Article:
These architects broke with the British Raj’s ornate Victorian Gothic and Indo-Saracenic styles for the latest international trend — described by a leading British architect as “the nudist movement in our profession” — while adapting it to the local environment. The choice could be seen as a form of resistance, said Mustansir Dalvi, professor at the Sir J. J. School of Art and Architecture, and as a backdrop of the freedom movement.
Movie houses, many built by American movie companies like MGM, glamorized the new aesthetic. A new technology, reinforced cement concrete, made all this construction quick and cheap. The apartments were snapped up by a rising urban elite “who aspired to be modern and were willing to live next to those who were not like themselves,” said Mr. Dalvi. “They sat next to each other in offices, on commutes, in cinema halls.”
He adds: “For Bombay, what Art Deco represents is cosmopolitanism.”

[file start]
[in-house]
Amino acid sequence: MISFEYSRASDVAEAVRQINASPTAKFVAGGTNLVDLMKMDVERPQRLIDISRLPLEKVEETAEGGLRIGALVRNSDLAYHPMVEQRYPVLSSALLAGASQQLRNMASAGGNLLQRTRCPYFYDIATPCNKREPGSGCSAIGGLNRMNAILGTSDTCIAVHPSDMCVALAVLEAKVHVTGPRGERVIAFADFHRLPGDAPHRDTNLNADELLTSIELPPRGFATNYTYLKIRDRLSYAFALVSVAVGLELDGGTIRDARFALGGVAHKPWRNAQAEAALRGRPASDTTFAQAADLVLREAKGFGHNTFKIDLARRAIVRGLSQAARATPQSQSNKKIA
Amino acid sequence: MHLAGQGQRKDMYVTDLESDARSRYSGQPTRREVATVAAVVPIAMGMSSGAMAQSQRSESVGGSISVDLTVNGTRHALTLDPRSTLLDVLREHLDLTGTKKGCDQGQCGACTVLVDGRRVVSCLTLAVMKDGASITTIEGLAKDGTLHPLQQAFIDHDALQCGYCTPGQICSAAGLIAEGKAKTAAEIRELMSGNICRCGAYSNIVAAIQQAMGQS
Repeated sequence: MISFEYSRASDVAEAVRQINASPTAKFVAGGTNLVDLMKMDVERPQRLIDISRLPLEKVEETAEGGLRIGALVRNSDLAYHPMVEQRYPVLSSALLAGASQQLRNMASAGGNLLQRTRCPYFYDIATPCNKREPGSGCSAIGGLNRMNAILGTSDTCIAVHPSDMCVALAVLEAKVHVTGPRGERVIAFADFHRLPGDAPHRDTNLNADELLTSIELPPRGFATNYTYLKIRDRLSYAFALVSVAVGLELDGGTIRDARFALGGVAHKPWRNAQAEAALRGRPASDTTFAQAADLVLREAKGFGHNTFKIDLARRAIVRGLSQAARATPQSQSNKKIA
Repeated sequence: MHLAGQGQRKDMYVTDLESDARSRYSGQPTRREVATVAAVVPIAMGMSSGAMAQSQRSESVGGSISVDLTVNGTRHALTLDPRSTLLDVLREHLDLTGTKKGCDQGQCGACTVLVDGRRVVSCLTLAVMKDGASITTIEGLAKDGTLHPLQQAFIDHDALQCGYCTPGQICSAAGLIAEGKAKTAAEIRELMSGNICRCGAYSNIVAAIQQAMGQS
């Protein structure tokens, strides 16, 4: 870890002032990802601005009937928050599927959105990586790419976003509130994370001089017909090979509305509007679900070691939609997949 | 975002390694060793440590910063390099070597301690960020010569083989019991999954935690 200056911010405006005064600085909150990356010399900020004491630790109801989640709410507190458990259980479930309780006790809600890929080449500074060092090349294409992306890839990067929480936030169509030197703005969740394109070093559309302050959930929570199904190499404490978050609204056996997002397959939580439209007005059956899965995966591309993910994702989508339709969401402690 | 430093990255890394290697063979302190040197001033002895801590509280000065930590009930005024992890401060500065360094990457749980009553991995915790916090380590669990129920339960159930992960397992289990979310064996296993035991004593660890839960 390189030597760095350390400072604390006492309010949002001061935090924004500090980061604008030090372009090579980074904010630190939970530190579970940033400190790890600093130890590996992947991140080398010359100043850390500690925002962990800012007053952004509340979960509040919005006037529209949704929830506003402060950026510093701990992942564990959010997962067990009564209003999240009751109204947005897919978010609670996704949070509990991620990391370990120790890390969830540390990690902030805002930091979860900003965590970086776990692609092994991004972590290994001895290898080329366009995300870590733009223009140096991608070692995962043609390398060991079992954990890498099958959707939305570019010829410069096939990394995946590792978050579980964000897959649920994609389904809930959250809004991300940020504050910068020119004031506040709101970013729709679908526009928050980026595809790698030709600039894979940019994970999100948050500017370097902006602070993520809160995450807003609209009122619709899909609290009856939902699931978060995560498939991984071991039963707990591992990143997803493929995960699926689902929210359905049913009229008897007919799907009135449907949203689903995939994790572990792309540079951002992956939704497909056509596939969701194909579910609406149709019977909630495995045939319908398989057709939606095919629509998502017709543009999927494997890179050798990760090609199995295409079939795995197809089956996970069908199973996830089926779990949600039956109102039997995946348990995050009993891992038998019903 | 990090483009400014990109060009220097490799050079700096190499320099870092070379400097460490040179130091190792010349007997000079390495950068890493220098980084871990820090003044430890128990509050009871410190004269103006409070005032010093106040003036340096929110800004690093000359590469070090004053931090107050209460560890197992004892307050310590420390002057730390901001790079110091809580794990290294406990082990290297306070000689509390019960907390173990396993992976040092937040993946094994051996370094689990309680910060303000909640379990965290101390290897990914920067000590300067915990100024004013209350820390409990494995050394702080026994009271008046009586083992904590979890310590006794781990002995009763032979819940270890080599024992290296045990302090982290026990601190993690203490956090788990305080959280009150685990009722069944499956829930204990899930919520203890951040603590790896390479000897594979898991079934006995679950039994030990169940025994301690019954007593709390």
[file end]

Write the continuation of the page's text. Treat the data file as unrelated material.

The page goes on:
In a city increasingly dominated by gated communities and hodgepodge skylines, the Deco neighborhoods recall an age of openness and urban coherence. Strict bylaws ensured public spaces and amenities. Buildings had low compound walls. “The wonderful thing about the Art Deco era is that it gave us neighborhoods, not just single pieces,” Mr. Dalvi said.
From Mumbai, Art Deco spread to other cities. The style’s afterlife in India lasted into the late 1940s and early ’50s, and paved the way for modernism after independence in 1947. For decades, however, the contribution of the Art Deco era was overlooked. Architects worshiped high modernists like Louis Kahn and Le Corbusier while conservationists focused on ancient and colonial monuments.
For years, residents like Nayana Kathpalia, a member of the Oval Trust that supported the heritage campaign, were unaware of the historical or aesthetic value of their buildings. “We just thought it was a good place to live in and look at,” Ms. Kathpalia said.
The recent interest comes just as this layer of the city is vanishing. The Unesco tag now protects Marine Drive and Oval Maidan, but everywhere else old buildings are falling daily — and with them many memories.
“What is special about Mumbai’s architecture, and about Art Deco in particular, is that unlike Delhi it is not all monuments or public buildings,” Mr. Kumar said. “It is homes and schools and cinemas, spaces we have lived in, grown up with and can relate to.”